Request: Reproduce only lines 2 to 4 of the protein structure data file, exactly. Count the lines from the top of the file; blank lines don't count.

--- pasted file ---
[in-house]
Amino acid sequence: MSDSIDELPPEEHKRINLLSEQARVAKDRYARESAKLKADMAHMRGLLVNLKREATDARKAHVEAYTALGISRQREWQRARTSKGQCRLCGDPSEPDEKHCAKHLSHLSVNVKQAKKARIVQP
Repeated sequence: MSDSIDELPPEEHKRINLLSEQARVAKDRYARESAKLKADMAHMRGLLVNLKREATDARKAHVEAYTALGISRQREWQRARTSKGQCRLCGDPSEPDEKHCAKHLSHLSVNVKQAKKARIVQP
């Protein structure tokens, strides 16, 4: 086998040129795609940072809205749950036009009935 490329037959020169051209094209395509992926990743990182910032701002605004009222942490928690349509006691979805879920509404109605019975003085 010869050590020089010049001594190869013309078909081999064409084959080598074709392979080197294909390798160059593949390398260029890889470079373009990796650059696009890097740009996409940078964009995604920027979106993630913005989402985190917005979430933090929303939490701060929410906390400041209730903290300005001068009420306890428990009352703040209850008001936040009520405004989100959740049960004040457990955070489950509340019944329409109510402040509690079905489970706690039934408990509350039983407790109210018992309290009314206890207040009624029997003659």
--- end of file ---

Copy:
Amino acid sequence: MSDSIDELPPEEHKRINLLSEQARVAKDRYARESAKLKADMAHMRGLLVNLKREATDARKAHVEAYTALGISRQREWQRARTSKGQCRLCGDPSEPDEKHCAKHLSHLSVNVKQAKKARIVQP
Repeated sequence: MSDSIDELPPEEHKRINLLSEQARVAKDRYARESAKLKADMAHMRGLLVNLKREATDARKAHVEAYTALGISRQREWQRARTSKGQCRLCGDPSEPDEKHCAKHLSHLSVNVKQAKKARIVQP
């Protein structure tokens, strides 16, 4: 086998040129795609940072809205749950036009009935 490329037959020169051209094209395509992926990743990182910032701002605004009222942490928690349509006691979805879920509404109605019975003085 010869050590020089010049001594190869013309078909081999064409084959080598074709392979080197294909390798160059593949390398260029890889470079373009990796650059696009890097740009996409940078964009995604920027979106993630913005989402985190917005979430933090929303939490701060929410906390400041209730903290300005001068009420306890428990009352703040209850008001936040009520405004989100959740049960004040457990955070489950509340019944329409109510402040509690079905489970706690039934408990509350039983407790109210018992309290009314206890207040009624029997003659």